On Sunday, I went for a cycle ride. I had a couple of objectives – firstly to get to Weatheroak Hill and secondly to explore some of the Lickey Hills in Worcestershire. I knew the way to the first objective as I had been on that journey before. I understood the roads, the hills, and the obstacles. When reached, I pondered my plan ahead – thinking about the best route, wondering about the challenges ahead and working out exactly where I wanted to get to as the Lickey Hills is not a geographic point but an area.
I decided on the route and, as I was without bike sat nav, had to frequently stop to check that I was on route, usually after a hill climb. I took time to look around me and to take in some of the scenery – some of the views were lovely. I then moved on to the next waypoint and so it went on. The waypoints turned into celebrations, as well as a reassessment of my proposed route.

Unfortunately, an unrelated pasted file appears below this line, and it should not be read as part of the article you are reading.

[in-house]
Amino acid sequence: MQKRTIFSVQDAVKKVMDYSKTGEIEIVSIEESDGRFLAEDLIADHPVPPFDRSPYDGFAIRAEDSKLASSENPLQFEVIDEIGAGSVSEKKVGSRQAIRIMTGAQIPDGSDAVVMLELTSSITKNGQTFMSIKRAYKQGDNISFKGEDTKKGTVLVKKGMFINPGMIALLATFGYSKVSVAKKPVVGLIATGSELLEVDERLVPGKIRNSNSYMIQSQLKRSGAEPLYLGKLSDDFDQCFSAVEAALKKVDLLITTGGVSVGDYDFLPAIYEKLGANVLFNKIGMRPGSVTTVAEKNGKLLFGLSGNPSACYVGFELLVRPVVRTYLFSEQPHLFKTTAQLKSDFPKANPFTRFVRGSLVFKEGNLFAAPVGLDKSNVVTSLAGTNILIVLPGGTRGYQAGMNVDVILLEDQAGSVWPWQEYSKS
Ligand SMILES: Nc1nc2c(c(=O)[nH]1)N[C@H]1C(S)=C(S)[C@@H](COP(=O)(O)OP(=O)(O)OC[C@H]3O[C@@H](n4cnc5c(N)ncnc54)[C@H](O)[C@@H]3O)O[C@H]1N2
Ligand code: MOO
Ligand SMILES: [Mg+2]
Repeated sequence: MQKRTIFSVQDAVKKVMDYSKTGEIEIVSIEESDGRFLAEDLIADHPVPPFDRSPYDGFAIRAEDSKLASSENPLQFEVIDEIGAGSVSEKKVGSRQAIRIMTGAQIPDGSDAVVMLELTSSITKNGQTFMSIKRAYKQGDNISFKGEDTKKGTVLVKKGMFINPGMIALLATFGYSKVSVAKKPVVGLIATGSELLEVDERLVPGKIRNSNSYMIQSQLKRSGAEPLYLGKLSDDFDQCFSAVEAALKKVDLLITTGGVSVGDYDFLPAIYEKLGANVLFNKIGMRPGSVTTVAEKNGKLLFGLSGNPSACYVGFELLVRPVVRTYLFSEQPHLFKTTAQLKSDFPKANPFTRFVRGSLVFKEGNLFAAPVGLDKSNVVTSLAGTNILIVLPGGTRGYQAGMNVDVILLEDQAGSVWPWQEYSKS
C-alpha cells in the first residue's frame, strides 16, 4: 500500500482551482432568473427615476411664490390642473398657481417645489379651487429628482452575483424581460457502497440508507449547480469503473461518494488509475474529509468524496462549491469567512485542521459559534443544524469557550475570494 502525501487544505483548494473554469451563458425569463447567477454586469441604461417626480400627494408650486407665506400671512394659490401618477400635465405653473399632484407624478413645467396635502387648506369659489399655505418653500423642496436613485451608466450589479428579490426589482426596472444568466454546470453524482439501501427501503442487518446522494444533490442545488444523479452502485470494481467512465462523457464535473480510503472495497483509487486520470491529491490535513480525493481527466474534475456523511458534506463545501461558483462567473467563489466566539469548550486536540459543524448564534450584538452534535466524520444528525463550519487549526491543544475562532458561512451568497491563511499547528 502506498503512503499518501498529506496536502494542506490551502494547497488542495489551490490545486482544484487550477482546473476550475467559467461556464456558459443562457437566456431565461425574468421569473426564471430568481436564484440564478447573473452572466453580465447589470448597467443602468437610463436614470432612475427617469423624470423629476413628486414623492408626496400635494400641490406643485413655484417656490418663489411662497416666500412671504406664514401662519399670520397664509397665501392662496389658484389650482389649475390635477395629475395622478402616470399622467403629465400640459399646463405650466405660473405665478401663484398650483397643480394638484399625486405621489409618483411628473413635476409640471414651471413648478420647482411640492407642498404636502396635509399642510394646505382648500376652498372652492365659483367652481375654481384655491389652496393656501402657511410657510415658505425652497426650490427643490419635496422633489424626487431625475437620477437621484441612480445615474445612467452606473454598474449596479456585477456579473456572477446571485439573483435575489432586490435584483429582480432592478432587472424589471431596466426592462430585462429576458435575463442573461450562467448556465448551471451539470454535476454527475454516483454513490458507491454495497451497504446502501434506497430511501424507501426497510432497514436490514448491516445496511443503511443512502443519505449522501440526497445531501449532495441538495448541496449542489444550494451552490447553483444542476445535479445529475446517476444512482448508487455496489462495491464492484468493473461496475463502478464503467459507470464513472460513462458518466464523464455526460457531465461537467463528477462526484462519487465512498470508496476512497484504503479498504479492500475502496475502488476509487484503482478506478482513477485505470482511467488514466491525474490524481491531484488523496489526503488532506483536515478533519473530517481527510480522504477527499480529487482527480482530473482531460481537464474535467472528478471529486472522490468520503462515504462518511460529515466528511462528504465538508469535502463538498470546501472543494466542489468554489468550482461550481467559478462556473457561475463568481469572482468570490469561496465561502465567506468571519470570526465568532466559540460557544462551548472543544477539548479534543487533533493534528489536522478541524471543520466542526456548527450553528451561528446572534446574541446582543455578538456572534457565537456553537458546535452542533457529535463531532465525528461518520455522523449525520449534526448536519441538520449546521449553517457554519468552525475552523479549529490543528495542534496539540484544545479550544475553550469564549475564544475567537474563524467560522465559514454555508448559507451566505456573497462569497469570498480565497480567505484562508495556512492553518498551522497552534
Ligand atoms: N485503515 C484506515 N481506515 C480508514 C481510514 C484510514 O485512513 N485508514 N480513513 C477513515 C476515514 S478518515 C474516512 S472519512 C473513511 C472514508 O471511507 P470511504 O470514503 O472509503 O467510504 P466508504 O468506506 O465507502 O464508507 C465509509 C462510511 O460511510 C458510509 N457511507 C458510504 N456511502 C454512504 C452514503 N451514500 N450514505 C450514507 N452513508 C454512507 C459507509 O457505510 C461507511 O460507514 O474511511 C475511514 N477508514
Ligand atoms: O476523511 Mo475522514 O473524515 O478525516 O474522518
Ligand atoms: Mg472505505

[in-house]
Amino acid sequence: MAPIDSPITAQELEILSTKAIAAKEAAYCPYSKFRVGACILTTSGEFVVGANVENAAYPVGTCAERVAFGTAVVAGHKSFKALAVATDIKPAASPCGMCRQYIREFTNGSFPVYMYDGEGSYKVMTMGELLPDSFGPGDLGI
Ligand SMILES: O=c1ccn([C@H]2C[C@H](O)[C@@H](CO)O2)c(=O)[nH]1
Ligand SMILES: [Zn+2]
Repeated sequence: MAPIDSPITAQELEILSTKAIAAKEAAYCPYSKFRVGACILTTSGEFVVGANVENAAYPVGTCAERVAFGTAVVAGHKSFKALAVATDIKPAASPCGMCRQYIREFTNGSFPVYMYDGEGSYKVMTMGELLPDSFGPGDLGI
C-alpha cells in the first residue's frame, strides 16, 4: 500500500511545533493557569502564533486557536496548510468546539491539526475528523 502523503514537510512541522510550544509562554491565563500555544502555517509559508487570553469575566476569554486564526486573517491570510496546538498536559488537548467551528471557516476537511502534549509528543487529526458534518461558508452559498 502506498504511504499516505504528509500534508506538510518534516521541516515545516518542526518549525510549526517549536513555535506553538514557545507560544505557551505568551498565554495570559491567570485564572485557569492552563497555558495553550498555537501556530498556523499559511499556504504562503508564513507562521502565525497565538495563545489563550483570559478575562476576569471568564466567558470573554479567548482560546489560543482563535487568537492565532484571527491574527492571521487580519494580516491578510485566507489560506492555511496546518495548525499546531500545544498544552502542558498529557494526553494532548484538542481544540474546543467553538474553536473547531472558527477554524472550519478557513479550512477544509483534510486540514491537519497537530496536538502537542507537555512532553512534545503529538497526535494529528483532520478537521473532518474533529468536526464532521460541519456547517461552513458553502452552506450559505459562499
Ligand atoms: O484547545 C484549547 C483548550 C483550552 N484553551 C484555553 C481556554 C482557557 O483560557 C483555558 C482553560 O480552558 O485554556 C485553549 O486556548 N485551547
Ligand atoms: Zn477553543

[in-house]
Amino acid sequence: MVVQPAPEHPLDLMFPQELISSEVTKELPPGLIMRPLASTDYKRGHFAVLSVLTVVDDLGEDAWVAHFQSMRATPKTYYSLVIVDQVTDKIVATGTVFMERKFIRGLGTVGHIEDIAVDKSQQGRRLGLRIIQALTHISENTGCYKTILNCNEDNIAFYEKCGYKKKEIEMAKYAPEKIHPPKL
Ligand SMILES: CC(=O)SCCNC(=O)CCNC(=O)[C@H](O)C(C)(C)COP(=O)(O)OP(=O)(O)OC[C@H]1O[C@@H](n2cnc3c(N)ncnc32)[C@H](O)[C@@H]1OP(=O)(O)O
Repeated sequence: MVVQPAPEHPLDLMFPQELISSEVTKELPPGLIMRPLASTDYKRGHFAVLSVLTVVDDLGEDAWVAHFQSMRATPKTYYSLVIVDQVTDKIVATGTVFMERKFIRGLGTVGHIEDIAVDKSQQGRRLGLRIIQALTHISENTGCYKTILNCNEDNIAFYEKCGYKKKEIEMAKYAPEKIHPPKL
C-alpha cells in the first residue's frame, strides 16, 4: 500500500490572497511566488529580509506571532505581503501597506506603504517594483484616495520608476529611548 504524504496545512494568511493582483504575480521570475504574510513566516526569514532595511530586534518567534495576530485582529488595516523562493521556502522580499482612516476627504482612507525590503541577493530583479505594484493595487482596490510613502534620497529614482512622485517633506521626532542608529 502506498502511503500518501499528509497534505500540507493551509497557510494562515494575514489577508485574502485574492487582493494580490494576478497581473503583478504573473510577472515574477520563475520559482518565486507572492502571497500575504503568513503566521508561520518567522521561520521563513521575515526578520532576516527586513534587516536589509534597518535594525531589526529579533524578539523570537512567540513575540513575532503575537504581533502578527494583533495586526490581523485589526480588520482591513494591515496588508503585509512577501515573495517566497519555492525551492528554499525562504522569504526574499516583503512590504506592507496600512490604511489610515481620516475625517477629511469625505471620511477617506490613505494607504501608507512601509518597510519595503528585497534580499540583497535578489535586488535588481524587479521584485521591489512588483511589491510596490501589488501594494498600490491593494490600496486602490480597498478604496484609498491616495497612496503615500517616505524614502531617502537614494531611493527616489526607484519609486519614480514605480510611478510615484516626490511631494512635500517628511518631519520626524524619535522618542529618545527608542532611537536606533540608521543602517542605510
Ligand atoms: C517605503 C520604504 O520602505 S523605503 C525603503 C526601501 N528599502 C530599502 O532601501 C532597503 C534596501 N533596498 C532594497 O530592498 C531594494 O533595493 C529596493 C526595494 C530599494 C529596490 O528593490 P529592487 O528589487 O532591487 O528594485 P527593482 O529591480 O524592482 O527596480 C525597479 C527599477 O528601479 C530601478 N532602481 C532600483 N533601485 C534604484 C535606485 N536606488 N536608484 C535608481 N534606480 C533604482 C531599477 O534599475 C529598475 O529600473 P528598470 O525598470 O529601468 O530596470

Having cycled around the Lickey Hills for a bit, I decided it was time to head back. I soon found myself on a well known route home. However, instead of going direct, I decided to take some time to enjoy some more of the open countryside, and acknowledge what the countryside is about.
You can draw whatever analogy you want from the above. The story could be replaced with business objectives, and the navigation with the constant flip flopping of knowing and not knowing…. or it could remain as a very wonderful way to spend a Sunday morning.